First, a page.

POWERS: Someone told me recently about Seattle — and this ties into something that I’d read about you — that the feminists are really militant in Seattle.
BARRY: [Loud laughter.] Women, take back the night!
POWERS: And I read that —
BARRY: Kiss me! I dare ya!
POWERS: — when the Naked Ladies exhibition opened, there was some sort of controversy...
BARRY: There was no controversy! I swear on a stack — I will lay on Bibles buck naked and swear before God that there was no controversy. But people expected there to be, so people just made it up. You want to know how little controversy there was? Naked Ladies got a positive review in Ms. and Screw. I thought there would be a controversy; I didn’t know who was going to get me, the real conservative people or the separatist lesbians. But nobody said a word. I was sort of sad, myself. In interviews they always say, “I’ve heard it was quite controversial.” The only people who gave me trouble was the artist-run bookstore — the hip, artist-run bookstore in Seattle refused to carry it because they said it was sexist.
POWERS: I think it was in a Boston Globe article that that was when you had your division with the fine arts community.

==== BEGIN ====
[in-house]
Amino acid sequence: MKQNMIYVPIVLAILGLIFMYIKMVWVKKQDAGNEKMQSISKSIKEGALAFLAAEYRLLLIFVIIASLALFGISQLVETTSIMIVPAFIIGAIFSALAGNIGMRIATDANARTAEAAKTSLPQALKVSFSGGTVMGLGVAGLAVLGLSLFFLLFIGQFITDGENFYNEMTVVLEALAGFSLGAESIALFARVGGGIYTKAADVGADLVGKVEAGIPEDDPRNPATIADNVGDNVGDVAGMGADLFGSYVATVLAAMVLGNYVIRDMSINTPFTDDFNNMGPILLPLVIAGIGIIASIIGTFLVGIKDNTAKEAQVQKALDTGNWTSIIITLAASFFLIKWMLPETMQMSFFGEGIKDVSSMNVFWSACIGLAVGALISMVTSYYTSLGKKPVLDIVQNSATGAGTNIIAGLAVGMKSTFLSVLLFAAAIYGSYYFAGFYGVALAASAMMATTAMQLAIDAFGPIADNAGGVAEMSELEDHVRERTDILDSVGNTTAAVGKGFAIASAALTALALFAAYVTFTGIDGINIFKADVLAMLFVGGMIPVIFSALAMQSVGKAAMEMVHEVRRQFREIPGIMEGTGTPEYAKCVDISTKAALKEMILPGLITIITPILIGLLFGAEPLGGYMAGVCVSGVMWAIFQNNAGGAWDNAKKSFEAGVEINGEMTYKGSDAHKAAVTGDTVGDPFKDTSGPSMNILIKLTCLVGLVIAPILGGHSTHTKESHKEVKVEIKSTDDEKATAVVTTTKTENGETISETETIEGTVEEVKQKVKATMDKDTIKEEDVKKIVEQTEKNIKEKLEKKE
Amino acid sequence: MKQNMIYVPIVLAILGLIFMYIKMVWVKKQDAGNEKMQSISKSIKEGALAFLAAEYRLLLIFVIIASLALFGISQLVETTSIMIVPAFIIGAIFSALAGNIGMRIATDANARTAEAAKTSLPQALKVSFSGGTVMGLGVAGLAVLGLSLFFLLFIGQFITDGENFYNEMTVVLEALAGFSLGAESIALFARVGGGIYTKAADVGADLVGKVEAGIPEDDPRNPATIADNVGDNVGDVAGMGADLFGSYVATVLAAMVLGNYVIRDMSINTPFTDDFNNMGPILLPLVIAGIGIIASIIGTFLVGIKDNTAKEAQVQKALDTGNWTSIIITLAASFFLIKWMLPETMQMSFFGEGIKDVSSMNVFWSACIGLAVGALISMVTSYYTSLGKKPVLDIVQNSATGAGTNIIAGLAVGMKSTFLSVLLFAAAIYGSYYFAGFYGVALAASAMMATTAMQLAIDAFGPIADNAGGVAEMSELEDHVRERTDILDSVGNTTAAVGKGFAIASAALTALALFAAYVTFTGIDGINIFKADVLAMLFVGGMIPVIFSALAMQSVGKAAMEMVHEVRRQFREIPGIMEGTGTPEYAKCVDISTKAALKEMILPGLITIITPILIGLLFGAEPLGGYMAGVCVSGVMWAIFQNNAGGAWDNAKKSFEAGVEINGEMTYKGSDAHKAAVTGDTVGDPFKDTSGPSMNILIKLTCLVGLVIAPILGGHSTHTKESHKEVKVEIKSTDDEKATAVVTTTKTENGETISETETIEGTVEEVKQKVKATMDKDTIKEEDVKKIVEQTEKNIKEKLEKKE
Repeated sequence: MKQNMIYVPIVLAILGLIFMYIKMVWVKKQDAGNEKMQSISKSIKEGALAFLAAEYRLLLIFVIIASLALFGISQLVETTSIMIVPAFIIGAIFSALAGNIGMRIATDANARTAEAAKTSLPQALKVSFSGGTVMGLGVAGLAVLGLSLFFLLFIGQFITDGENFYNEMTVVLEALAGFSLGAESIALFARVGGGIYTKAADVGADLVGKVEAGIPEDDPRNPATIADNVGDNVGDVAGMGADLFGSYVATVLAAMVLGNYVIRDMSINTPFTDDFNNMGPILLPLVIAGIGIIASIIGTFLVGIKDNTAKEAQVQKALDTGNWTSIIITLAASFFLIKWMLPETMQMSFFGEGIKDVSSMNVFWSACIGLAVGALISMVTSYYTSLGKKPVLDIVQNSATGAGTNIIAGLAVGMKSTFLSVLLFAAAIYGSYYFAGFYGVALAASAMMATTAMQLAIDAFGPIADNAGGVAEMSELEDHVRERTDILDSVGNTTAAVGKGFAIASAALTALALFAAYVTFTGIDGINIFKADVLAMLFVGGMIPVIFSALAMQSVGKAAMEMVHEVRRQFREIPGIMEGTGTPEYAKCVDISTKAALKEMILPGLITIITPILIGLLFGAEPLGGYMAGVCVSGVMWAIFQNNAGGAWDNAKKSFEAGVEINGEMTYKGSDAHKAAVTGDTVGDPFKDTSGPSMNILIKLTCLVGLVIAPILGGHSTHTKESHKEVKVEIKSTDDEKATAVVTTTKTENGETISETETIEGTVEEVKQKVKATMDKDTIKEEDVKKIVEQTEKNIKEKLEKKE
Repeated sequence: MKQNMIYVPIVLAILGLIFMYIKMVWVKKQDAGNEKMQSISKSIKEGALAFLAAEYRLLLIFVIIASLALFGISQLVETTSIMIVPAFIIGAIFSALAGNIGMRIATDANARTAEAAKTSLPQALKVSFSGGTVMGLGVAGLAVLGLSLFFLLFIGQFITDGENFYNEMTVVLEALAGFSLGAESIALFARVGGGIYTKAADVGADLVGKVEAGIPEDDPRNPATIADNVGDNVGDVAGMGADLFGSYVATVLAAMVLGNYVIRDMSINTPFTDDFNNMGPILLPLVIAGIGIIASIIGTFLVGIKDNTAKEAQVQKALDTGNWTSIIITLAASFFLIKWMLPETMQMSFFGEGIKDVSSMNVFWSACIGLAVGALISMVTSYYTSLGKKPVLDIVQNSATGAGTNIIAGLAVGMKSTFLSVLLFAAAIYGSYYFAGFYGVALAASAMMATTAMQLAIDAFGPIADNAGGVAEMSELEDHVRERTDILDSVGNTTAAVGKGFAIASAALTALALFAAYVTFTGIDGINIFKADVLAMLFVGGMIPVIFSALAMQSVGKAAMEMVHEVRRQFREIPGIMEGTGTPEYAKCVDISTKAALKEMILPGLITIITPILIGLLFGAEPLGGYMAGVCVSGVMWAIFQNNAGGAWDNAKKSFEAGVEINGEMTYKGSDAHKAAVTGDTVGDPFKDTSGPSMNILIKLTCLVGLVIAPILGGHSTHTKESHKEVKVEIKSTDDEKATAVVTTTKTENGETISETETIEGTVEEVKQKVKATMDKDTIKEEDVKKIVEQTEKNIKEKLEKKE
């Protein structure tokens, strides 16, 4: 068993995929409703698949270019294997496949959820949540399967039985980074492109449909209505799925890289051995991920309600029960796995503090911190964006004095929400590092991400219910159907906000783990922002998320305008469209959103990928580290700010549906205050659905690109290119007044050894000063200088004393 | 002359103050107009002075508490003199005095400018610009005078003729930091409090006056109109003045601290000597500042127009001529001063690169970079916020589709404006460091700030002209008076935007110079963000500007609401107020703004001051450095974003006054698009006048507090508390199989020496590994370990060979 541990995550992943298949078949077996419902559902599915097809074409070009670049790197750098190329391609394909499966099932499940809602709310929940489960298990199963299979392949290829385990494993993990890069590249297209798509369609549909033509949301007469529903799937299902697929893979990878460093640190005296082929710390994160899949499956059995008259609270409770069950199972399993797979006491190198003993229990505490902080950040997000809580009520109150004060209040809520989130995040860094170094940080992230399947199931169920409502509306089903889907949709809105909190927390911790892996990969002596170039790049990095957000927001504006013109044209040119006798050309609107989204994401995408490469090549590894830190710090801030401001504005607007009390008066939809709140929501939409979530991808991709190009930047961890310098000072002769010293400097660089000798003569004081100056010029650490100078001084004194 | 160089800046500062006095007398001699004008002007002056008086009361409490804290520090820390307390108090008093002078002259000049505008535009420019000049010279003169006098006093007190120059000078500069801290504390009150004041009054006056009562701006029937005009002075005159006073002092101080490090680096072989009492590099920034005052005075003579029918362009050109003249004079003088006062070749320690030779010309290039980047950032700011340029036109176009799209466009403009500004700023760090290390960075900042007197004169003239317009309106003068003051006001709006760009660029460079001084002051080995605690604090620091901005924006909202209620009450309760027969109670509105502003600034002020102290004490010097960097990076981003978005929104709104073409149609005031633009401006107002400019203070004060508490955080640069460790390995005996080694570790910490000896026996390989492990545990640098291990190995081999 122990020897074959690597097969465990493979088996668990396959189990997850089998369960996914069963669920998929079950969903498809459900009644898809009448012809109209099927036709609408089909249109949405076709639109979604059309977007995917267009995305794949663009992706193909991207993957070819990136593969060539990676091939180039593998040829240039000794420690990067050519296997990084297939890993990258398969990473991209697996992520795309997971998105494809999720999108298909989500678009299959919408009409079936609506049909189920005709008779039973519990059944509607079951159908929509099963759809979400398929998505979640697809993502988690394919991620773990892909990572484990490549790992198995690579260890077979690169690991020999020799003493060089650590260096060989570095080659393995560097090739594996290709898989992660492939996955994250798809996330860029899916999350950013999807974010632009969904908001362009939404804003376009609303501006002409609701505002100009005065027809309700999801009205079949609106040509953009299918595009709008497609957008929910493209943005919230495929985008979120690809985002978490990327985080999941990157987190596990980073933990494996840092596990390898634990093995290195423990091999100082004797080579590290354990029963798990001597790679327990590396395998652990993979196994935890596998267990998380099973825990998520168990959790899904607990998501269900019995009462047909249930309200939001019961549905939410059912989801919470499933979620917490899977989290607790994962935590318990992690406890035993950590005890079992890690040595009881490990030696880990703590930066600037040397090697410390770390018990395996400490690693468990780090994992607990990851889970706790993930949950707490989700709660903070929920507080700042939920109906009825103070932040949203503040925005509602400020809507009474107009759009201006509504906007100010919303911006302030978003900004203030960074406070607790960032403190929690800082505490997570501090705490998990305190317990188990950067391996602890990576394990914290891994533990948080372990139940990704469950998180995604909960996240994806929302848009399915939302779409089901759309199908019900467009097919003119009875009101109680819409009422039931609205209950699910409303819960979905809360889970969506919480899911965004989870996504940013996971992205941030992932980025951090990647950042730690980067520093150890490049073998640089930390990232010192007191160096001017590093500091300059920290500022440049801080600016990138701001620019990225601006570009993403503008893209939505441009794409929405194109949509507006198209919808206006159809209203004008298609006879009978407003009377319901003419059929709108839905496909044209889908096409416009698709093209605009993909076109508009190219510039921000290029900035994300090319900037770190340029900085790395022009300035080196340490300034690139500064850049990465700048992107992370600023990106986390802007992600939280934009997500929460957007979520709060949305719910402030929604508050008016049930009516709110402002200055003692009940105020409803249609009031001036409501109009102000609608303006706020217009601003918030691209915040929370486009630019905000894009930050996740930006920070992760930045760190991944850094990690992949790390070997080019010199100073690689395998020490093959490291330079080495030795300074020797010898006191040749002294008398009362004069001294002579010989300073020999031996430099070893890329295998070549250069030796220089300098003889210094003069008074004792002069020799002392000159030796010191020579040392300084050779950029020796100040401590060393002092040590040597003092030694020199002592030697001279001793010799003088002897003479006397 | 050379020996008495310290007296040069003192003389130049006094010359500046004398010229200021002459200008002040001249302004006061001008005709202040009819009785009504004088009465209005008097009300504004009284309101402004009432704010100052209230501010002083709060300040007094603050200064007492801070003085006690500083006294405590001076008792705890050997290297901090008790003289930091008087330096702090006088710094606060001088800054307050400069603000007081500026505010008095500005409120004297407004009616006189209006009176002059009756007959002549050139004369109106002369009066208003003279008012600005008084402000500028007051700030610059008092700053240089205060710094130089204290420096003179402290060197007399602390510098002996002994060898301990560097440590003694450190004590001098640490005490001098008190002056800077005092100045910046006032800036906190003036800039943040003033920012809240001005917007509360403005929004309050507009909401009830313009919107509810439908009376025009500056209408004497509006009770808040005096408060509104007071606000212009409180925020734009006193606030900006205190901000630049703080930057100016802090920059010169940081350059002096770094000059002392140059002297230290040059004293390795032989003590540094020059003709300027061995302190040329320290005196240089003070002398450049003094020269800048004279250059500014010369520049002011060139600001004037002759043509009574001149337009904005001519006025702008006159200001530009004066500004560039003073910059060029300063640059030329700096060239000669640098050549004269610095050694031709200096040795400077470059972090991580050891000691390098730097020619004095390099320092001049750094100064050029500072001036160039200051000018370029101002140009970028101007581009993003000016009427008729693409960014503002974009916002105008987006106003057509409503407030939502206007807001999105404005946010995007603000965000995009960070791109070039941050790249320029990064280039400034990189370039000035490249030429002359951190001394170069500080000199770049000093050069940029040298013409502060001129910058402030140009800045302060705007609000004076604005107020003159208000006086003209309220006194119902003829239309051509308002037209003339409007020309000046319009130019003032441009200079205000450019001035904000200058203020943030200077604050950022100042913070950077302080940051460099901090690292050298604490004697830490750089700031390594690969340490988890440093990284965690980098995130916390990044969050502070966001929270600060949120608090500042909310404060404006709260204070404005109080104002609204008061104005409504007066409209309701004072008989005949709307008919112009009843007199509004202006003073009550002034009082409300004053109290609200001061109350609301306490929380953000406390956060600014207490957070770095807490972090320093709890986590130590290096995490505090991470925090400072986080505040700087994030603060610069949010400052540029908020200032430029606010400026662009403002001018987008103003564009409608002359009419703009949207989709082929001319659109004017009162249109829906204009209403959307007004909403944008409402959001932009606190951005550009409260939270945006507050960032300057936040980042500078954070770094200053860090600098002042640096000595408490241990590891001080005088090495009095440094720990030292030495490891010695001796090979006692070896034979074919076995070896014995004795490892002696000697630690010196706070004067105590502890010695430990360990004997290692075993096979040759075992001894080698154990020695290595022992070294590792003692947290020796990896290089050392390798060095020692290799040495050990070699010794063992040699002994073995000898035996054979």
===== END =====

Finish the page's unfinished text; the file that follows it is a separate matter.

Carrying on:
BARRY: Yeah. One of the things I noticed whenever I went to a bookstore was I was looking more and more at graphics, photography, and comics, and less and less at the fine arts section. In fact, when I looked at any kind of books of new art, modern art, my contemporaries, I had no idea of what they were doing. It was like the emperor’s new clothes. It still is: I don’t know what they’re doing. I feel kind of bad about it. So I guess I just turned into a cartoonist by accident. I was furious at the fine arts community and at the artists who run that bookstore for saying that the work was sexist. I mean, Jesus God! Read it! They were the only people who gave me trouble — the hippest people in the town.
POWERS: How did that project come about?
BARRY: I bought this deck of those nudie playing cards for my little brother, and it said “52 different girls,” and my brother looked at it and said, “Is it 52 different girls, or is it five girls with 52 wigs?” There was something about that statement that let me know that it could be five girls with 52 wigs: the body types are always the same. I thought it would be fun to do a deck of cards — because I love naked women — every type of body. It would be fun to just draw it; that’s what I thought. I have this buddy, Keister, one of the guys who got me printed; I thought it would be fun to do for him. It was originally a project to make one of my friends happy. It turned into this thing — it turned into a show; it turned into some paintings; it turned into this coloring book. And then I wrote this narrative that went with it.